Expected XI (4-3-3):  Consigli; Toljan, Erlic, Ferrari, Rogerio; Frattesi, Maxime Lopez, Thorstvedt; D’Andrea, Pinamonti, Laurienté. 

 

Roma

The loss against Lazio was obviously a bummer for Roma for various reasons. Other than the obvious one, the heated rivalry with their crosstown rivals, they approached it in better shape considering the absences of Sergej Milinkovic-Savic and Ciro Immobile. And it actually showed on the pitch because they took command and performed a little better than the opponents. But Roger Ibanez did it again with a gaffe in a key tilt, and their offensive woes were on display, as they couldn’t cash in on their chances.

The injury to Paulo Dybala has proven as damaging as everybody imagined because he quickly became their most important player, barring maybe only Lorenzo Pellegrini. The involution of Tammy Abraham is highly worrisome, and scoring in a recent Europa League game wasn’t enough to wake him up. Hitting the post twice while the net was empty in the Verona game symbolized how the first half of the season has gone for him. Nicolò Zaniolo was there to clean up the rebound once, and they won anyway, but revitalizing the English marksman has to be the top priority going forward. Their style just isn’t sustainable without a goal poacher since they don’t create scoring opportunities in spades.

They could also use more consistency from the Italian starlet, whose talent is tantalizing, but who knows if he’ll ever be able to put it all together for a few contests in a row. They have been able to use the four-headed monster, with which they had their best showings, very little due to injuries. Hoping to lean on it with frequency is a stretch considering the precarious health of its members, but that would surely add an extra gear to their offense. For the way they play, La Joya as a false-nine is an intriguing option. The versatile Ola Solbakken is reportedly joining in January, which will allow them to deploy a miniature size of their masterplan more often.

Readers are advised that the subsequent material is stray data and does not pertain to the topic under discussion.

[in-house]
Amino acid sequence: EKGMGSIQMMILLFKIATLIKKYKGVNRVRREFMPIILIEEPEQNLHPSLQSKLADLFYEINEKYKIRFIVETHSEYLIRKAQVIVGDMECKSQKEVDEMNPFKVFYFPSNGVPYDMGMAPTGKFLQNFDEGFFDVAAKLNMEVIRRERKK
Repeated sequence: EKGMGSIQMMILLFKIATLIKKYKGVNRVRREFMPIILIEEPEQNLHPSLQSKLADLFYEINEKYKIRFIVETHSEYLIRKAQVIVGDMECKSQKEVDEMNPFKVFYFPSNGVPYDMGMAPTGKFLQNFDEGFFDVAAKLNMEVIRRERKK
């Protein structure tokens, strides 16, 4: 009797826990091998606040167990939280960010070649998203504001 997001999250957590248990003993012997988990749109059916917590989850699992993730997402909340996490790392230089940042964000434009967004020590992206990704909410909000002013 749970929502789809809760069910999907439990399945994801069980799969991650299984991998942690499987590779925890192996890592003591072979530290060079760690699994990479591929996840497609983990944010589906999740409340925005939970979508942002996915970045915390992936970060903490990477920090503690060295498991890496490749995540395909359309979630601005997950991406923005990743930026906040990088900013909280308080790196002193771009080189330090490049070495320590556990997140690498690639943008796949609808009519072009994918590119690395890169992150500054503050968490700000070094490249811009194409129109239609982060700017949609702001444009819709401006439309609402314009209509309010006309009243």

It’s very early, so the recent faux pas doesn’t hurt too much in the standings. Atalanta relenting and Udinese falling off a cliff are putting things in their natural places. A European berth is pretty much a guarantee even if they are only so-so the rest of the way. Which competition remains to be determined.  A win would have pushed down Lazio and sent a loud signal to the rivals. But Juventus surging in a somewhat surprising fashion is worrying for them for Champions League race, and Inter will be in the mix once they stop shooting themselves in the foot. They might come to regret not fully taking advantage of their main foes’ early problems, even though they did beat the Nerazzurri, which was also their lone victory again a top-eight side.

It doesn’t blow anybody away, but their old-fashioned strategy works out versus minnow, even though they have to dig deeper than most high-end squads to win, something a little different is needed to prevail with more continuity in crunch matches. The solution can’t be to just chuck a bunch of offensive players on the pitch for late-game pushes, as that takes you only so far. In the meantime, they have to continue making hay in easier fixtures. Stingy defending and fortuitous goals, although doing so much damage on set pieces is happening by design, have taken them far enough. The leap will come once their frontline will get going.

Pellegrini being out with a thigh injury further adds to their troubles up front, and it’ll be interesting to see whom the Special One will pick to replace him. Youngster Cristian Volpato is the most similar stylistically, but it’s not the easiest spot for an 18-year-old that would be making his second start. Going with Zaniolo, Belotti and Abraham all together is risky, and neither of them is creative or connects the lines. The solution could also be a streamlined 3-5-2 with an extra midfielder, or Stephan El Shaarawy, who likes to gravitate towards the left-hand side of the pitch like the captain and tends to do well whenever his number is called and does track back when he has to at this point of his career.

Expected XI (3-4-2-1): Patricio; Mancini, Smalling, Ibanez; Celik, Cristante, Camara, Zalewski; Zaniolo, Volpato; Abraham. 

Injuries

Sassuolo: Muldur (ankle fracture), Defrel (foot fracture). 

Roma: Pellegrini, Dybala, Spinazzola (thigh strains), Wijnaldum (fibula fracture), Darboe (ACL tear).